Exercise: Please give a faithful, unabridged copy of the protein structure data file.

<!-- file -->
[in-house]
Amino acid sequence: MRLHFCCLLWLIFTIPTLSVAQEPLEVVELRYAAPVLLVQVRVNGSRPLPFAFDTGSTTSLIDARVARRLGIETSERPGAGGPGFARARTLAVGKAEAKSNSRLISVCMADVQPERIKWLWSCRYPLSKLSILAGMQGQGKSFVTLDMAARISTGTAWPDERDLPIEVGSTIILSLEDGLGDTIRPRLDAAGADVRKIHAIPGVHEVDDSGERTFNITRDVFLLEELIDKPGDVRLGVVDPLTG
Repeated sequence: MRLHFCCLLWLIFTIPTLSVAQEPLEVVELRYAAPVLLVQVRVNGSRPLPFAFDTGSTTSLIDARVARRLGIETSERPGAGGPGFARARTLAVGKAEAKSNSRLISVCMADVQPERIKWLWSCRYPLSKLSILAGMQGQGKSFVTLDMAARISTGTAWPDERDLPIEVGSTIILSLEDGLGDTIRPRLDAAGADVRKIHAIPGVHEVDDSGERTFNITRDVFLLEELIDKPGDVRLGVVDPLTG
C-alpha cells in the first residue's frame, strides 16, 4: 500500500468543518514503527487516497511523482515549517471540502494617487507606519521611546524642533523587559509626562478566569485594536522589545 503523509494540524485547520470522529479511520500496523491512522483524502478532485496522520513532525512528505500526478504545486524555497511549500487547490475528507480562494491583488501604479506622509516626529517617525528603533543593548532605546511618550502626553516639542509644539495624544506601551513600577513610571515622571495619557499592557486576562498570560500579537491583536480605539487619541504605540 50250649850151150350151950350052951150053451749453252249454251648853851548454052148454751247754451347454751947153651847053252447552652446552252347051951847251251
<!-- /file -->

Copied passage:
[in-house]
Amino acid sequence: MRLHFCCLLWLIFTIPTLSVAQEPLEVVELRYAAPVLLVQVRVNGSRPLPFAFDTGSTTSLIDARVARRLGIETSERPGAGGPGFARARTLAVGKAEAKSNSRLISVCMADVQPERIKWLWSCRYPLSKLSILAGMQGQGKSFVTLDMAARISTGTAWPDERDLPIEVGSTIILSLEDGLGDTIRPRLDAAGADVRKIHAIPGVHEVDDSGERTFNITRDVFLLEELIDKPGDVRLGVVDPLTG
Repeated sequence: MRLHFCCLLWLIFTIPTLSVAQEPLEVVELRYAAPVLLVQVRVNGSRPLPFAFDTGSTTSLIDARVARRLGIETSERPGAGGPGFARARTLAVGKAEAKSNSRLISVCMADVQPERIKWLWSCRYPLSKLSILAGMQGQGKSFVTLDMAARISTGTAWPDERDLPIEVGSTIILSLEDGLGDTIRPRLDAAGADVRKIHAIPGVHEVDDSGERTFNITRDVFLLEELIDKPGDVRLGVVDPLTG
C-alpha cells in the first residue's frame, strides 16, 4: 500500500468543518514503527487516497511523482515549517471540502494617487507606519521611546524642533523587559509626562478566569485594536522589545 503523509494540524485547520470522529479511520500496523491512522483524502478532485496522520513532525512528505500526478504545486524555497511549500487547490475528507480562494491583488501604479506622509516626529517617525528603533543593548532605546511618550502626553516639542509644539495624544506601551513600577513610571515622571495619557499592557486576562498570560500579537491583536480605539487619541504605540 50250649850151150350151950350052951150053451749453252249454251648853851548454052148454751247754451347454751947153651847053252447552652446552252347051951847251251